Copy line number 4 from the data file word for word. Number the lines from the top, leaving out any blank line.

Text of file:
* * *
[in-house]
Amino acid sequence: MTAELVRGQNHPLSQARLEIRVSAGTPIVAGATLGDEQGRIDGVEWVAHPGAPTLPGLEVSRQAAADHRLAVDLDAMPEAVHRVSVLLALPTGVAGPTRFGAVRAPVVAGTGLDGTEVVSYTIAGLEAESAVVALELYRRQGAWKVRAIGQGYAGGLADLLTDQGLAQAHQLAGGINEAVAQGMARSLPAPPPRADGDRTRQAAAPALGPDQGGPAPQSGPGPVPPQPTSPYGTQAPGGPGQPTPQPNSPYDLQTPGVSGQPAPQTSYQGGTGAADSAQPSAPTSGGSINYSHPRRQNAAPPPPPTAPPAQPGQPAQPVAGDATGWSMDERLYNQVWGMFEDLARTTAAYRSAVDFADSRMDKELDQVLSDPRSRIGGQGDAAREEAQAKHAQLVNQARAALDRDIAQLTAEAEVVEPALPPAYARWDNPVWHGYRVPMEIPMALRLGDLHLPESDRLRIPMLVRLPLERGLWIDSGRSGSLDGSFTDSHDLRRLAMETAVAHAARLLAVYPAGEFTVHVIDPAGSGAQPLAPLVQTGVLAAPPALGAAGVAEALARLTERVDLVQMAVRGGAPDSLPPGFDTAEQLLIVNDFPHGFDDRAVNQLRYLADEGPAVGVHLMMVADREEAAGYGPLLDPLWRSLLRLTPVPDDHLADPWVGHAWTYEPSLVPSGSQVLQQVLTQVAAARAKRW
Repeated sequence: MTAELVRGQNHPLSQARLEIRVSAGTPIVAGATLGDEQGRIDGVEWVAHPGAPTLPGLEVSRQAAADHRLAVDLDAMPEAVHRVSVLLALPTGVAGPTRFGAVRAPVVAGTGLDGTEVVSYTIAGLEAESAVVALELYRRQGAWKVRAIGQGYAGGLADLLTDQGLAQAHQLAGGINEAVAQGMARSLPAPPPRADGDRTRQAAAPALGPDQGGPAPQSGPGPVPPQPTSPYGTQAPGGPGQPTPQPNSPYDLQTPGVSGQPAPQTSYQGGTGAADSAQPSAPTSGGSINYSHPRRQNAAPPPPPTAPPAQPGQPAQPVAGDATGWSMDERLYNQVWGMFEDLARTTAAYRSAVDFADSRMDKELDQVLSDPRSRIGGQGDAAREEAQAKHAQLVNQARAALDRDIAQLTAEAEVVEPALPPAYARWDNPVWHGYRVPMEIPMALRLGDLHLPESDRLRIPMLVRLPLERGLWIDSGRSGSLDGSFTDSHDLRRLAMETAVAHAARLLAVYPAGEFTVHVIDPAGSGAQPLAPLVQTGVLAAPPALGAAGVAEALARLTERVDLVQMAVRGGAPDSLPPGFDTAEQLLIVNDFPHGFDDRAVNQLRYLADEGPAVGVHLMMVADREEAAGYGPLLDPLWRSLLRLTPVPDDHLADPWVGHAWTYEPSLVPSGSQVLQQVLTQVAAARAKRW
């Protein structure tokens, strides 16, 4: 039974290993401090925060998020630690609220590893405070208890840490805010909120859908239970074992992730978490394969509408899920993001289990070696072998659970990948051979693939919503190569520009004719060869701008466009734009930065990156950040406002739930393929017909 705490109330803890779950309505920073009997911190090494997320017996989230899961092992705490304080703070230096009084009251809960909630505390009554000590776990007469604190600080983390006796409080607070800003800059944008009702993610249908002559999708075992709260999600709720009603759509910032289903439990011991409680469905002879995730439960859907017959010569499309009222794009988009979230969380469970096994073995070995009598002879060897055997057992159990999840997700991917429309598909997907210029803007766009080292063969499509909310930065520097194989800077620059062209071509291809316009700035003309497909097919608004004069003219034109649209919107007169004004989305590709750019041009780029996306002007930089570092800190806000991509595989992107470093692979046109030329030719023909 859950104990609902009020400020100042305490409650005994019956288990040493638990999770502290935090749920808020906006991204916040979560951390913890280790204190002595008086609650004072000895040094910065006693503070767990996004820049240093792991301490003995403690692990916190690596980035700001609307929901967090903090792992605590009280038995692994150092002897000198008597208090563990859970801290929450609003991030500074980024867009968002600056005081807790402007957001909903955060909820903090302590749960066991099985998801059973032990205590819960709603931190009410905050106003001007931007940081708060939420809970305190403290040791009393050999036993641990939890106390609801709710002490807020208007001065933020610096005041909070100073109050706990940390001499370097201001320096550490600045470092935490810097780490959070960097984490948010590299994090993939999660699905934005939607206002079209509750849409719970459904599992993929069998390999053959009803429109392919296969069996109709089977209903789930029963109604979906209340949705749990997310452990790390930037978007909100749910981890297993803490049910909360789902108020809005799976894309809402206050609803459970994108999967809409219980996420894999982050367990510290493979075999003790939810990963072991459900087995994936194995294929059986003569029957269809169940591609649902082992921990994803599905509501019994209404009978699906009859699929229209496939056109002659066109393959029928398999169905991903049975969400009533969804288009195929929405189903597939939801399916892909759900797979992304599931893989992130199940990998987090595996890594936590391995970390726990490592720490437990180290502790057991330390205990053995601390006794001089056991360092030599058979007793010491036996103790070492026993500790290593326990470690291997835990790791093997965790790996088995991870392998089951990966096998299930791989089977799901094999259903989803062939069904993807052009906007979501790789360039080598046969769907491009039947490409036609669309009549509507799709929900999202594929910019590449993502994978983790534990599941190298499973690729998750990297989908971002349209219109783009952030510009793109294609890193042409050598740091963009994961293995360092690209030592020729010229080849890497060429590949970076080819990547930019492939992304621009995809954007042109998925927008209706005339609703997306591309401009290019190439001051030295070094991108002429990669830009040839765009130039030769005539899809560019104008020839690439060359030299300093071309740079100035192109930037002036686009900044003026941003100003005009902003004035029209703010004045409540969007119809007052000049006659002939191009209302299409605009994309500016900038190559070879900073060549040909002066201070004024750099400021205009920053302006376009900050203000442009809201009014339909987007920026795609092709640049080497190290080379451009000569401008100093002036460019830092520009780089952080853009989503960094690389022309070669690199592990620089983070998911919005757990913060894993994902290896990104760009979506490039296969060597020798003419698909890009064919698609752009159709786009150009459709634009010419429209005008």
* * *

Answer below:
């Protein structure tokens, strides 16, 4: 039974290993401090925060998020630690609220590893405070208890840490805010909120859908239970074992992730978490394969509408899920993001289990070696072998659970990948051979693939919503190569520009004719060869701008466009734009930065990156950040406002739930393929017909 705490109330803890779950309505920073009997911190090494997320017996989230899961092992705490304080703070230096009084009251809960909630505390009554000590776990007469604190600080983390006796409080607070800003800059944008009702993610249908002559999708075992709260999600709720009603759509910032289903439990011991409680469905002879995730439960859907017959010569499309009222794009988009979230969380469970096994073995070995009598002879060897055997057992159990999840997700991917429309598909997907210029803007766009080292063969499509909310930065520097194989800077620059062209071509291809316009700035003309497909097919608004004069003219034109649209919107007169004004989305590709750019041009780029996306002007930089570092800190806000991509595989992107470093692979046109030329030719023909 859950104990609902009020400020100042305490409650005994019956288990040493638990999770502290935090749920808020906006991204916040979560951390913890280790204190002595008086609650004072000895040094910065006693503070767990996004820049240093792991301490003995403690692990916190690596980035700001609307929901967090903090792992605590009280038995692994150092002897000198008597208090563990859970801290929450609003991030500074980024867009968002600056005081807790402007957001909903955060909820903090302590749960066991099985998801059973032990205590819960709603931190009410905050106003001007931007940081708060939420809970305190403290040791009393050999036993641990939890106390609801709710002490807020208007001065933020610096005041909070100073109050706990940390001499370097201001320096550490600045470092935490810097780490959070960097984490948010590299994090993939999660699905934005939607206002079209509750849409719970459904599992993929069998390999053959009803429109392919296969069996109709089977209903789930029963109604979906209340949705749990997310452990790390930037978007909100749910981890297993803490049910909360789902108020809005799976894309809402206050609803459970994108999967809409219980996420894999982050367990510290493979075999003790939810990963072991459900087995994936194995294929059986003569029957269809169940591609649902082992921990994803599905509501019994209404009978699906009859699929229209496939056109002659066109393959029928398999169905991903049975969400009533969804288009195929929405189903597939939801399916892909759900797979992304599931893989992130199940990998987090595996890594936590391995970390726990490592720490437990180290502790057991330390205990053995601390006794001089056991360092030599058979007793010491036996103790070492026993500790290593326990470690291997835990790791093997965790790996088995991870392998089951990966096998299930791989089977799901094999259903989803062939069904993807052009906007979501790789360039080598046969769907491009039947490409036609669309009549509507799709929900999202594929910019590449993502994978983790534990599941190298499973690729998750990297989908971002349209219109783009952030510009793109294609890193042409050598740091963009994961293995360092690209030592020729010229080849890497060429590949970076080819990547930019492939992304621009995809954007042109998925927008209706005339609703997306591309401009290019190439001051030295070094991108002429990669830009040839765009130039030769005539899809560019104008020839690439060359030299300093071309740079100035192109930037002036686009900044003026941003100003005009902003004035029209703010004045409540969007119809007052000049006659002939191009209302299409605009994309500016900038190559070879900073060549040909002066201070004024750099400021205009920053302006376009900050203000442009809201009014339909987007920026795609092709640049080497190290080379451009000569401008100093002036460019830092520009780089952080853009989503960094690389022309070669690199592990620089983070998911919005757990913060894993994902290896990104760009979506490039296969060597020798003419698909890009064919698609752009159709786009150009459709634009010419429209005008």